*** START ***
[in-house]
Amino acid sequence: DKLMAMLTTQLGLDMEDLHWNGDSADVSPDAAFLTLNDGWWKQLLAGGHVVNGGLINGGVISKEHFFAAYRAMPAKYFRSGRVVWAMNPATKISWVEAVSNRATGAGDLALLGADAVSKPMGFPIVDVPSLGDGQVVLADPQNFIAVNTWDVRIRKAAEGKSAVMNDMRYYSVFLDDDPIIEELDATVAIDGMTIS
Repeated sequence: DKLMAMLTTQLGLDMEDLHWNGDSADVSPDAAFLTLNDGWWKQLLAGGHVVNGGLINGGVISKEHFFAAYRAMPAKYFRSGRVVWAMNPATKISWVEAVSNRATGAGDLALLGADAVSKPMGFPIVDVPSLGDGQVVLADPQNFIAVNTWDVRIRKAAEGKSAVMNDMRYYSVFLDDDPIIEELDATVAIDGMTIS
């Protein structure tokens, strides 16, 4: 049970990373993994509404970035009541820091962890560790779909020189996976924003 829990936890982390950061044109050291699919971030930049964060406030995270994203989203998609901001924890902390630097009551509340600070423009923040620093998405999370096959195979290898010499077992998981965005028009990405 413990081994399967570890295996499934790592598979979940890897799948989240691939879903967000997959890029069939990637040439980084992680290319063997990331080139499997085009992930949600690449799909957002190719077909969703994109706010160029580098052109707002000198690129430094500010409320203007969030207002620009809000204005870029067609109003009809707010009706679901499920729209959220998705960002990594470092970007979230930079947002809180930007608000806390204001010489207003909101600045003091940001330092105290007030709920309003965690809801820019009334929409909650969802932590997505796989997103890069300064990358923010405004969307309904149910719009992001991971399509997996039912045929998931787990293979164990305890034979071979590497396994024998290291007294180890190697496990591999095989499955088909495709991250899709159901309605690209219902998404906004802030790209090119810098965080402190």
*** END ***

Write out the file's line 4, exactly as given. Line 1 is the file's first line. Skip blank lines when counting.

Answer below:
């Protein structure tokens, strides 16, 4: 049970990373993994509404970035009541820091962890560790779909020189996976924003 829990936890982390950061044109050291699919971030930049964060406030995270994203989203998609901001924890902390630097009551509340600070423009923040620093998405999370096959195979290898010499077992998981965005028009990405 413990081994399967570890295996499934790592598979979940890897799948989240691939879903967000997959890029069939990637040439980084992680290319063997990331080139499997085009992930949600690449799909957002190719077909969703994109706010160029580098052109707002000198690129430094500010409320203007969030207002620009809000204005870029067609109003009809707010009706679901499920729209959220998705960002990594470092970007979230930079947002809180930007608000806390204001010489207003909101600045003091940001330092105290007030709920309003965690809801820019009334929409909650969802932590997505796989997103890069300064990358923010405004969307309904149910719009992001991971399509997996039912045929998931787990293979164990305890034979071979590497396994024998290291007294180890190697496990591999095989499955088909495709991250899709159901309605690209219902998404906004802030790209090119810098965080402190």